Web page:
Consequences of an Inconsequential Imagination

Updated on April 20, 2020

Stepping on the soft damp grass, I felt a blanket of warm feelings clothe my heart. I could see the river taking a gentle stroll, breathing in all the beauty along the way. As I was walking towards the river a piece of velvety music caught my attention. Oh wait, I was an animal I couldn’t do that, could I? I would see water, some stuff under my feet and if I hear some noise from within the woods I am not overjoyed I will be terrified for my life. That is what the life of an average animal in the wild would be.

The undying dissatisfaction that we humans are cursed with drives our imagination. We always wonder what it would’ve been, or could’ve been. Wondering what it would be like to be an animal is one such fascination. Let me tell you why it wouldn’t work. In this hypothetical situation, there are two choices in front of you: one, you become an animal and do not have the human brain, two, you have the human brain when you turn into an animal. I am going to paint a picture of what it would be like if you turned into an animal in both those scenarios. Let’s take, for example, a dog as our preferred animal.

Let’s take it that you are a dog now and do not have the human brain. So you are a dog both in body and mind. You would do things in and around the house of your owner do stuff you won’t remember the other day. Yes, you know who your owner is or where to do what and all those basic stuff. All your memory is limited to things and activities that do not include complex linguistic elements. You know what to do when you hear the word sit in your masters familiar sound. But if he tells you to take a seat to use some other phrase that has two meanings, you would have to make that confused face and just stare at your master till he specifies the command.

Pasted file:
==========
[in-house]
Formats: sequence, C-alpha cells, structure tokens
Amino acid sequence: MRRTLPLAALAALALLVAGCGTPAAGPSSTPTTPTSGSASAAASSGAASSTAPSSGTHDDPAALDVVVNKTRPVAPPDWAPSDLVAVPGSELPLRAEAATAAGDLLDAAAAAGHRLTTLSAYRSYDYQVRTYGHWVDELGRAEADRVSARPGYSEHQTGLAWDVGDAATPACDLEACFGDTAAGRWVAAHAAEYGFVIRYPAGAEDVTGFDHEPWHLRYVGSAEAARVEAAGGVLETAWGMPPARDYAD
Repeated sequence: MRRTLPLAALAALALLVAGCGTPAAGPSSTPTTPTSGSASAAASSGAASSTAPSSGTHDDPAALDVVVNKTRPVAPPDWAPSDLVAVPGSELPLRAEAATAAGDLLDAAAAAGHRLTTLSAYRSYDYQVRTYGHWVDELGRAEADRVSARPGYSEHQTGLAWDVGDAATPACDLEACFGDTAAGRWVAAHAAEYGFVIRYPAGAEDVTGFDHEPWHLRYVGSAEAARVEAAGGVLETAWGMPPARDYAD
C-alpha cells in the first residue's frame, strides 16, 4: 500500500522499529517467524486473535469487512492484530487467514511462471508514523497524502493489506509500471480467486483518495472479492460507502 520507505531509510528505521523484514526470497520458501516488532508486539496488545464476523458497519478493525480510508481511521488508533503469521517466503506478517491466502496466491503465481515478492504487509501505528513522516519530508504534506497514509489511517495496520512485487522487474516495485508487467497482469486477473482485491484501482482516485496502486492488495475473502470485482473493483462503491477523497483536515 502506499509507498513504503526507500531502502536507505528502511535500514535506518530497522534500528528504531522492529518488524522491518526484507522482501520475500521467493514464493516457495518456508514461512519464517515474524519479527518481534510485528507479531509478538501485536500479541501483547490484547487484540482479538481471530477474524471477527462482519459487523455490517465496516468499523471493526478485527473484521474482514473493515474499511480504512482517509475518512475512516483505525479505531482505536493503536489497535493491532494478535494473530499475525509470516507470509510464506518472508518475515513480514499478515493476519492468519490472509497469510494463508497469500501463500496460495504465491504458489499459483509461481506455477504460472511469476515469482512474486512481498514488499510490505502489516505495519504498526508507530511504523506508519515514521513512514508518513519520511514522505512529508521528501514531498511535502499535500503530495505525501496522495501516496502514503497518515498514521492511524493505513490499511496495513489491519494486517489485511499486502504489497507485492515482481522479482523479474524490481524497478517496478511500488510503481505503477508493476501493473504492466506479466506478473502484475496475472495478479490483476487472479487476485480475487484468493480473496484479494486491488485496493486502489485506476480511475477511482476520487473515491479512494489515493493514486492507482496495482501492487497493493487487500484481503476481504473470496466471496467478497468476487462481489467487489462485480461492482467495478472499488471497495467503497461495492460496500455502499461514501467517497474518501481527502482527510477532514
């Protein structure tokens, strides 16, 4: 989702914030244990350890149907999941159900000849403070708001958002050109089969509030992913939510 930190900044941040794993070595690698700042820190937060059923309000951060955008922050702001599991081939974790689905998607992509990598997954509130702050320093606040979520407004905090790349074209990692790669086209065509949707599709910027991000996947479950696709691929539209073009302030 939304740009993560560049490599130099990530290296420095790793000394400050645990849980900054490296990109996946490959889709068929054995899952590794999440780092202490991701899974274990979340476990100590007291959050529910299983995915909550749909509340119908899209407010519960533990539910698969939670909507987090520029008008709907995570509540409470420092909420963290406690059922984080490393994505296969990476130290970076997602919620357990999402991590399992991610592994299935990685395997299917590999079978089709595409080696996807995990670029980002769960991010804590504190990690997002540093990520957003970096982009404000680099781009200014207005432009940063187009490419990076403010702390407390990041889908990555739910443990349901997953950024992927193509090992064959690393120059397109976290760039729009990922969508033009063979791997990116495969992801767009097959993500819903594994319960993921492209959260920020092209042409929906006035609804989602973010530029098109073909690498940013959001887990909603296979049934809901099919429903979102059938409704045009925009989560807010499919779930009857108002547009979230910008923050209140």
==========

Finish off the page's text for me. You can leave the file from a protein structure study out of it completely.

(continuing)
I remember a story my professor told us while giving a lecture on Derrida’s “Structure sign and play”. He had a dog who was as obedient as dogs could be. One day he had to be taken to the vet for a checkup of some sort. Since it was a huge dog he would only fit in the back of our professor’s van. The thing was that he wasn’t able to physically lift the dog into the van. So he commanded the dog to “get in”. Being the obedient dog that he is, he ran back towards the house and went in his kennel. The dog only had one meaning for that combination of sounds. It does not understand things contextually. So I guess you understand why being an animal and not having our cognitive ability would be a waste.

Moving on to the second option, where you have the human brain with the body of a dog. Right of the bat, think about how degrading it would be for your ego. Somebody always telling you what to do, that too in commands, feeding you the same food every meal. I don’t know many people who could take that for even an hour. Things aren’t much different even if you are a completely free dog with no master. You would be in the wild all alone. After the initial, short-lived hours of happiness, things would start to get grim. Your stomach doesn’t care if you have a human brain or not, it needs food. And where do you find food in the wild? You are a dog and you eat meat. You don't have a dog edition of McDonald’s at the end of every corner nor are they going to let you into the real ones. So you’ll have to hunt. Patiently wait for prey and when the opportunity strikes you’ll have to devour a poor creature like yourself, maybe even another much weaker dog, just for food. How many of you can handle that? I bet that most of reading this have, at one point or another, sympathised with the animals that were killed to make your sandwiches. Even if you were an animal that was herbivores, you’ll always have to be on guard to make sure that you don’t end up as somebody else’s lunch.

Being an animal doesn’t seem as fun as now, does it? It would feel good to be an animal when you are sitting on your couch sipping coffee. But the reality of it is much harsher. We, human beings, are also basically animals. We have evolved from primates over millions of years ago. What sets us apart from the current mindless definition of the term animal is our complex linguistic ability. The ability that enables us to think and reason. It is this capability that we got, thanks to evolution, that made us “civilized” and made the distinction between man and animal easier.


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